UK businesses can’t fully prepare for the chaos of a no-deal Brexit, according to Bank of England Governor Mark Carney.

“There are a series of logistical issues that need to be solved, and it’s quite transparent that in many cases they’re not,” Carney said at the World Economic Forum in Davos. “There is a limited amount that many businesses can do to prepare if there are going to be substantial delays on the logistical side.”

While the risk of Britain leaving the European Union without a transition agreement may now be receding amid calls for a delay, there is still an impasse in Parliament that means the nation could yet crash out on March 29. Carney noted that business preparations under way can only go so far.

“If you’re a car plant that relies on, and there are ones in the UK, that rely on 40 eighteen-wheelers coming through Dover a day, and they have to show up within minutes of each other in order to meet the just-in-time requirements of the plant, look, you can’t stack things up all over Wales in order to ensure that you can continue to run it for months. That’s just a reality.”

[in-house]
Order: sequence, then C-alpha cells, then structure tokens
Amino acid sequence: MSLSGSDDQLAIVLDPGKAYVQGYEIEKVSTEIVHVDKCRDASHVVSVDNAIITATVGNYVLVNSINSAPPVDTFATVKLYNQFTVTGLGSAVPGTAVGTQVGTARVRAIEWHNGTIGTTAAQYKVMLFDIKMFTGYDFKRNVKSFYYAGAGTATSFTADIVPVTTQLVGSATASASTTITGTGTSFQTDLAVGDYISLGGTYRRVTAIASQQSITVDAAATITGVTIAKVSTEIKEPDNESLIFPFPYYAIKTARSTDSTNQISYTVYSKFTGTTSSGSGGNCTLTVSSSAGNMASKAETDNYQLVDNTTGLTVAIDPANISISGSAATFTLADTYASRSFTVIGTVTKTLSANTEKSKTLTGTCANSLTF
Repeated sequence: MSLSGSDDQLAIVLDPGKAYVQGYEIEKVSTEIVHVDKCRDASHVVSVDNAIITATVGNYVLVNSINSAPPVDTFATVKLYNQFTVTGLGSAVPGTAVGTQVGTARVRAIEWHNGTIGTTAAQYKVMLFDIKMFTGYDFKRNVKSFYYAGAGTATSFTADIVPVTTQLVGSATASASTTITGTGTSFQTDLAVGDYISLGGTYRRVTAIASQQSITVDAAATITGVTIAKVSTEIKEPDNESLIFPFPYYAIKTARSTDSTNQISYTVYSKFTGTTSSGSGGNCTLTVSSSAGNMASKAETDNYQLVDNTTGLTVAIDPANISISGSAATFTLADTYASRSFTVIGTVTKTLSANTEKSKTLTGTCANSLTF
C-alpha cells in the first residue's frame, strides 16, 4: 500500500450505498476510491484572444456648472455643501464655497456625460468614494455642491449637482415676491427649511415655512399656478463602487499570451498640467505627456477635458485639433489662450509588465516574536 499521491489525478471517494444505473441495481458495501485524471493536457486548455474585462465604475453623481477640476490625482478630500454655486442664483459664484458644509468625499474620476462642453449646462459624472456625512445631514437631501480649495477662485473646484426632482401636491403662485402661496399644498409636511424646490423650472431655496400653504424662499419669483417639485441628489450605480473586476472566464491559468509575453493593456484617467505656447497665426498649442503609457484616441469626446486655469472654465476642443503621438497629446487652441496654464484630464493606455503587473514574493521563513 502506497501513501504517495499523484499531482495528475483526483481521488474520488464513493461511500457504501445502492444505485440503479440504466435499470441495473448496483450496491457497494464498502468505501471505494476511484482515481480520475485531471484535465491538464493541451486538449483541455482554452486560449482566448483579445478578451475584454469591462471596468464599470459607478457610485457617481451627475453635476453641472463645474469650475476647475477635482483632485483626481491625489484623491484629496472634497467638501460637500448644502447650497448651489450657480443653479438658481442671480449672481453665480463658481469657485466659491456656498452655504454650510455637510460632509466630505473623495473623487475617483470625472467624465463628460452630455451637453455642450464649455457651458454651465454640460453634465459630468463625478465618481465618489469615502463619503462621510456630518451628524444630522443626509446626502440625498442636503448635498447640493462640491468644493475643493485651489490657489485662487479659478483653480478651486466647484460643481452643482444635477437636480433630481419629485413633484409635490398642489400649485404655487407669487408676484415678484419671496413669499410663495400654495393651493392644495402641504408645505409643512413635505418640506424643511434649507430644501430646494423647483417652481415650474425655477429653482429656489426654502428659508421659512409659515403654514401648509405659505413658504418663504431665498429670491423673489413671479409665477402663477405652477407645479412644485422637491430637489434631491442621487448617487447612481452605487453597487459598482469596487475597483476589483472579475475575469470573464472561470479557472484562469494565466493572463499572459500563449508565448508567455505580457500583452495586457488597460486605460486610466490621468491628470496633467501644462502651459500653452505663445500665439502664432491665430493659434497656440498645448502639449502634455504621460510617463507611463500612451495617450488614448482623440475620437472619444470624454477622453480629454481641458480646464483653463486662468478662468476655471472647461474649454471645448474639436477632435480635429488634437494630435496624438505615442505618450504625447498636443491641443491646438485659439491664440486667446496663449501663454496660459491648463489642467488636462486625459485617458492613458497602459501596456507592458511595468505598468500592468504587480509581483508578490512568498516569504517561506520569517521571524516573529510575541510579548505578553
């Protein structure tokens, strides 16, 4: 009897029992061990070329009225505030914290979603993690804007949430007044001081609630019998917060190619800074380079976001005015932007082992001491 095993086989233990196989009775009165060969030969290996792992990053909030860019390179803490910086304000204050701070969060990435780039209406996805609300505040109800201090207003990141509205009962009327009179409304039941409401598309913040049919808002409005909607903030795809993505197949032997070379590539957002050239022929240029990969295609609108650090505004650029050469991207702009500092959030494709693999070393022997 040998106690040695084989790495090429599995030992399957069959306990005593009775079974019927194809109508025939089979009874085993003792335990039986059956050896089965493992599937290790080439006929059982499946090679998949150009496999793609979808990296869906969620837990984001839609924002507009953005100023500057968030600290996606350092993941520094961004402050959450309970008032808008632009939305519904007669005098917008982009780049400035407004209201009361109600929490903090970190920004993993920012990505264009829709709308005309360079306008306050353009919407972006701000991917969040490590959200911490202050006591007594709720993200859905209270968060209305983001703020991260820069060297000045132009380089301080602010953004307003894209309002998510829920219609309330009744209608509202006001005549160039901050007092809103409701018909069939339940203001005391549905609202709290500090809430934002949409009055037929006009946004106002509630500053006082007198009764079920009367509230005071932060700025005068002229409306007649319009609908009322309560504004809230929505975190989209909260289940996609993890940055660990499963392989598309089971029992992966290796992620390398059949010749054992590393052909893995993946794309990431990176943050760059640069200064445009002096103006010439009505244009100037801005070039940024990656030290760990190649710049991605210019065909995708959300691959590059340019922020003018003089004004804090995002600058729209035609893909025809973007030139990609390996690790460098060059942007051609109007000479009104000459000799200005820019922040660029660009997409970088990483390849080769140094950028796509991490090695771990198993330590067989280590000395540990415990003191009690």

Carney’s comments came on the day Airbus SE said it could be forced to move future investments out of the UK in case of a no-deal divorce from the EU, slamming the “madness” of Brexit supporters who assume the plane maker won’t abandon Britain.

He reiterated that the BoE has been preparing for Brexit since 2016, and has ensured the UK financial system is ready for any outcome. He also repeated that the central bank’s policy response to a no-deal Brexit wouldn’t be automatic — a hit to supply could push up prices and force it to hike rather than cut interest rates.